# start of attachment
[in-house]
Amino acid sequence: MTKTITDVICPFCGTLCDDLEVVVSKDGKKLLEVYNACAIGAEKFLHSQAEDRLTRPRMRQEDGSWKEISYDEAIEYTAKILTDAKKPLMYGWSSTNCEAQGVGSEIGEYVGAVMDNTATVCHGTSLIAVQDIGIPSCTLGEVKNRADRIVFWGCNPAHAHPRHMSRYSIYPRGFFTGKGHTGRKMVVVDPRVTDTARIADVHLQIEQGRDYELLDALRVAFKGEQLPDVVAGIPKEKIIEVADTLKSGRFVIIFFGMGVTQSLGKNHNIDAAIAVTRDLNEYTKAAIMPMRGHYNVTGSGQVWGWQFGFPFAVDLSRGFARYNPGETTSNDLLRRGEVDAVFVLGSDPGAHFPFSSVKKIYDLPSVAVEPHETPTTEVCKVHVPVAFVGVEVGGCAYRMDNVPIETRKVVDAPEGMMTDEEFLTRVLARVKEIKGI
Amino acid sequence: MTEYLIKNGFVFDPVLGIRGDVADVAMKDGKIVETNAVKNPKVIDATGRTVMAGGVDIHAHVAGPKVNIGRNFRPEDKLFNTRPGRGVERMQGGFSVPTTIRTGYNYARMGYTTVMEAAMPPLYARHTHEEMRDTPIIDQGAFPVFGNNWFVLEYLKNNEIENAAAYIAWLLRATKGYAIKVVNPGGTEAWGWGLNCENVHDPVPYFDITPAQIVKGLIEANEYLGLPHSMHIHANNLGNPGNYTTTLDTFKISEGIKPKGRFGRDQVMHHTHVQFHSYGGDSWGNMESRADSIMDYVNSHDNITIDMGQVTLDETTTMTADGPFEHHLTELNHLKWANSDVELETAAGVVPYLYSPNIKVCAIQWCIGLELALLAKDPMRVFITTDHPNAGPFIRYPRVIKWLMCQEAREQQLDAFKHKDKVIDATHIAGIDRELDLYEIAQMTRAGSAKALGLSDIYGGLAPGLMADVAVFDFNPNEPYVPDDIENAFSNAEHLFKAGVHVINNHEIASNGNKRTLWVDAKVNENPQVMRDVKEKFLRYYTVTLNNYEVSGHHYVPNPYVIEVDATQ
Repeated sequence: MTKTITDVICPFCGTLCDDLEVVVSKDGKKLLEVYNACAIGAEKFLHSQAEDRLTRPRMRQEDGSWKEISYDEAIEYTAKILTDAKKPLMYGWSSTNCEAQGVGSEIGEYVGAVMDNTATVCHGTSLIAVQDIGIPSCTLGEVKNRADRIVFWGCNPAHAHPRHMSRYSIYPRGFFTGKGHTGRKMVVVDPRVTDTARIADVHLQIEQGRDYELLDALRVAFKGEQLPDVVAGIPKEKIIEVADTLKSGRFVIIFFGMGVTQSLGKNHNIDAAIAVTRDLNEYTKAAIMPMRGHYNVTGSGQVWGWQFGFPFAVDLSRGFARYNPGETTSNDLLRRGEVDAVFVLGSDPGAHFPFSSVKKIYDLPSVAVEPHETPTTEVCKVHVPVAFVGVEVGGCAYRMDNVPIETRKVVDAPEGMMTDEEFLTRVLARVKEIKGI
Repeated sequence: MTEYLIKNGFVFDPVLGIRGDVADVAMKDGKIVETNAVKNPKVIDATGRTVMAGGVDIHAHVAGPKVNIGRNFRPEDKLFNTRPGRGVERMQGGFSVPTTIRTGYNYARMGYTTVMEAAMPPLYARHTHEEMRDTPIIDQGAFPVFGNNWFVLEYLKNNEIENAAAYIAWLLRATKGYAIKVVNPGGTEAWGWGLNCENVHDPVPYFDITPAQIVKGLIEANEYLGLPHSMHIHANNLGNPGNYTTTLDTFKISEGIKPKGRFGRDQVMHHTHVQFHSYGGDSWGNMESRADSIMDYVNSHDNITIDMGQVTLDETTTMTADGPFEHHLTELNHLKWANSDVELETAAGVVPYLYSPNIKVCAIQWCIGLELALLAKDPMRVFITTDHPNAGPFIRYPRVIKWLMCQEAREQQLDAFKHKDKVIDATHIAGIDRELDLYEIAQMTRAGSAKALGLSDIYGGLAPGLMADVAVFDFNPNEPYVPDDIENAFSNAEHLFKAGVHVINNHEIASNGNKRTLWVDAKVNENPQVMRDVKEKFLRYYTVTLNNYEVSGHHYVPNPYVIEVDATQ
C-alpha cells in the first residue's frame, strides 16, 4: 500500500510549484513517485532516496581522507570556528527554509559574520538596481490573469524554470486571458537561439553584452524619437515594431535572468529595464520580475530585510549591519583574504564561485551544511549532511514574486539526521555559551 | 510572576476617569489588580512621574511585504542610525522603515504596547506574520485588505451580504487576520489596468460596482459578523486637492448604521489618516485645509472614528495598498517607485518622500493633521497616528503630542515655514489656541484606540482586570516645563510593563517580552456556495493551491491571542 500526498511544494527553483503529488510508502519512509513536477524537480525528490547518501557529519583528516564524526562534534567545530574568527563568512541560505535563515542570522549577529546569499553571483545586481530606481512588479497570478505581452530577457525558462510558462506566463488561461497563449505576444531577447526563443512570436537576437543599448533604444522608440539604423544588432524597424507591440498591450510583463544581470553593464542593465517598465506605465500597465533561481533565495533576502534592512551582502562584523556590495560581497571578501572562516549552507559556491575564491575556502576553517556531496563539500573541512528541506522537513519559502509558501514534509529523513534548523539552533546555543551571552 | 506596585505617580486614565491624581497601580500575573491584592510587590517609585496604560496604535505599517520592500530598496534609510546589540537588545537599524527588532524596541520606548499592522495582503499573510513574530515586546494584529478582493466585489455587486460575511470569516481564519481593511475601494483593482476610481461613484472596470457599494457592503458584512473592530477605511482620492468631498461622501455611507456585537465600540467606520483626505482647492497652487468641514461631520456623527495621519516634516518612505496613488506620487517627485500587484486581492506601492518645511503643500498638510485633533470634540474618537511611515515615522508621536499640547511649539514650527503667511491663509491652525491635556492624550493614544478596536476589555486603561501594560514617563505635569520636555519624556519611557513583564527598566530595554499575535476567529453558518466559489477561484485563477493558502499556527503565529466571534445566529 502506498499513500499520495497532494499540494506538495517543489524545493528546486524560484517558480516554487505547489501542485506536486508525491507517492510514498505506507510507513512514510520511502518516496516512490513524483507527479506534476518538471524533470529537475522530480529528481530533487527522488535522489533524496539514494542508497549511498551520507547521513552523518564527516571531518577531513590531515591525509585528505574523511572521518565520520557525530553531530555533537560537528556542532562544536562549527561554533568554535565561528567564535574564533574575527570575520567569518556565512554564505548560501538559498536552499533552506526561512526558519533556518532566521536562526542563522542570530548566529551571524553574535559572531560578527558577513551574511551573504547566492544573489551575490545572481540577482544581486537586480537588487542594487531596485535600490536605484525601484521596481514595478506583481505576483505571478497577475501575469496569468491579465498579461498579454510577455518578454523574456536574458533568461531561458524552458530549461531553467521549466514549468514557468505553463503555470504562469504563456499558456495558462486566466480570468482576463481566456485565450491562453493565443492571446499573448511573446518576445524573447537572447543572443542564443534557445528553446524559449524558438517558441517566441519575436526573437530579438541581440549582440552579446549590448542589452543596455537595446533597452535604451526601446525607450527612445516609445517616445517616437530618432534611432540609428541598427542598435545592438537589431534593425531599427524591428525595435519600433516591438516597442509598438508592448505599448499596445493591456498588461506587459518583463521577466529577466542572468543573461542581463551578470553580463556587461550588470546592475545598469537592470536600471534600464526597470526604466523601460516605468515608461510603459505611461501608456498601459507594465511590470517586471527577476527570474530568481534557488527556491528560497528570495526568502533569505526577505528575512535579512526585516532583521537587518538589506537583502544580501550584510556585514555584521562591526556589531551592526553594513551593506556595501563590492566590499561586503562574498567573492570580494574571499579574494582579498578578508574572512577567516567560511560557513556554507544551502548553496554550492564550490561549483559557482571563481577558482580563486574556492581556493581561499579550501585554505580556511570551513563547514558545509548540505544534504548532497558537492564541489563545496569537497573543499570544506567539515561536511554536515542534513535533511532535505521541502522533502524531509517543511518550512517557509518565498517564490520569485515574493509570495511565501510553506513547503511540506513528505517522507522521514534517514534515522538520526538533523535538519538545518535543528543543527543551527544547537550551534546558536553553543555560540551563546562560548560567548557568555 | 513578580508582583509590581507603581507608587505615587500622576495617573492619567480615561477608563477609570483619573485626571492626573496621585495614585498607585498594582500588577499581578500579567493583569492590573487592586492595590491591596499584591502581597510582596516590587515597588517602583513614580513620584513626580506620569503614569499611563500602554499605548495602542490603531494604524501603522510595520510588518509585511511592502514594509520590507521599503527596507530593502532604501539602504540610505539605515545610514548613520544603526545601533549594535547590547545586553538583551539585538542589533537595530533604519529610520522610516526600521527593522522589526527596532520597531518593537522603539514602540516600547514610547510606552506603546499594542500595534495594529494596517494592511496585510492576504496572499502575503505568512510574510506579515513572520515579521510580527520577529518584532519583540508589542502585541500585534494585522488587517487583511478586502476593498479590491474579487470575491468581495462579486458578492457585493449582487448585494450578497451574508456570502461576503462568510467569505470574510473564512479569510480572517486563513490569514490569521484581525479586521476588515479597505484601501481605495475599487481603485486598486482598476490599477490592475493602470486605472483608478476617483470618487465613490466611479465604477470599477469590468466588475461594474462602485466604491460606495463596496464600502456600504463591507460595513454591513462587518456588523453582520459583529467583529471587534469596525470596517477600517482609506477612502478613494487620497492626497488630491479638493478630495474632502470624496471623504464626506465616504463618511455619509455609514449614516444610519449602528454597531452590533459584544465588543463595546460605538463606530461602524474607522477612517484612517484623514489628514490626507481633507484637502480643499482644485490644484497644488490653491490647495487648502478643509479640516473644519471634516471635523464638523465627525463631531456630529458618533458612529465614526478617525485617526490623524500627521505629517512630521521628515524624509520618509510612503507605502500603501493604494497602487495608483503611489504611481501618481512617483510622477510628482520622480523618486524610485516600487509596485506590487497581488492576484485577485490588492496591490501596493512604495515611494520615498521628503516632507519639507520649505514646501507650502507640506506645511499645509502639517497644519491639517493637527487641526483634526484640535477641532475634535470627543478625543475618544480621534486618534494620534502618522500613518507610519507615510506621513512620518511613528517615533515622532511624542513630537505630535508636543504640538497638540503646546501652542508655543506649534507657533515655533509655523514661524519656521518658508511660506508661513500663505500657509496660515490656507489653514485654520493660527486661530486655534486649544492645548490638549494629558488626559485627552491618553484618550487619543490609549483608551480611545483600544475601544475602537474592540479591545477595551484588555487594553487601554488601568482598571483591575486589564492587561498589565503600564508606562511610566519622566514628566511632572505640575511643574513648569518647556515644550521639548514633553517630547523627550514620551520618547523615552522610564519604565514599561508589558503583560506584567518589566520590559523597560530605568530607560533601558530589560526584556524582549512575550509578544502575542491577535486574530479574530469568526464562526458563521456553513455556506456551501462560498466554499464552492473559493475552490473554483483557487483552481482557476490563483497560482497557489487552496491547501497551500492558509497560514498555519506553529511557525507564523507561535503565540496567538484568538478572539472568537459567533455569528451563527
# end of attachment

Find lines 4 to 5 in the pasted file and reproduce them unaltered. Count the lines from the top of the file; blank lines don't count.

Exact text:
Repeated sequence: MTKTITDVICPFCGTLCDDLEVVVSKDGKKLLEVYNACAIGAEKFLHSQAEDRLTRPRMRQEDGSWKEISYDEAIEYTAKILTDAKKPLMYGWSSTNCEAQGVGSEIGEYVGAVMDNTATVCHGTSLIAVQDIGIPSCTLGEVKNRADRIVFWGCNPAHAHPRHMSRYSIYPRGFFTGKGHTGRKMVVVDPRVTDTARIADVHLQIEQGRDYELLDALRVAFKGEQLPDVVAGIPKEKIIEVADTLKSGRFVIIFFGMGVTQSLGKNHNIDAAIAVTRDLNEYTKAAIMPMRGHYNVTGSGQVWGWQFGFPFAVDLSRGFARYNPGETTSNDLLRRGEVDAVFVLGSDPGAHFPFSSVKKIYDLPSVAVEPHETPTTEVCKVHVPVAFVGVEVGGCAYRMDNVPIETRKVVDAPEGMMTDEEFLTRVLARVKEIKGI
Repeated sequence: MTEYLIKNGFVFDPVLGIRGDVADVAMKDGKIVETNAVKNPKVIDATGRTVMAGGVDIHAHVAGPKVNIGRNFRPEDKLFNTRPGRGVERMQGGFSVPTTIRTGYNYARMGYTTVMEAAMPPLYARHTHEEMRDTPIIDQGAFPVFGNNWFVLEYLKNNEIENAAAYIAWLLRATKGYAIKVVNPGGTEAWGWGLNCENVHDPVPYFDITPAQIVKGLIEANEYLGLPHSMHIHANNLGNPGNYTTTLDTFKISEGIKPKGRFGRDQVMHHTHVQFHSYGGDSWGNMESRADSIMDYVNSHDNITIDMGQVTLDETTTMTADGPFEHHLTELNHLKWANSDVELETAAGVVPYLYSPNIKVCAIQWCIGLELALLAKDPMRVFITTDHPNAGPFIRYPRVIKWLMCQEAREQQLDAFKHKDKVIDATHIAGIDRELDLYEIAQMTRAGSAKALGLSDIYGGLAPGLMADVAVFDFNPNEPYVPDDIENAFSNAEHLFKAGVHVINNHEIASNGNKRTLWVDAKVNENPQVMRDVKEKFLRYYTVTLNNYEVSGHHYVPNPYVIEVDATQ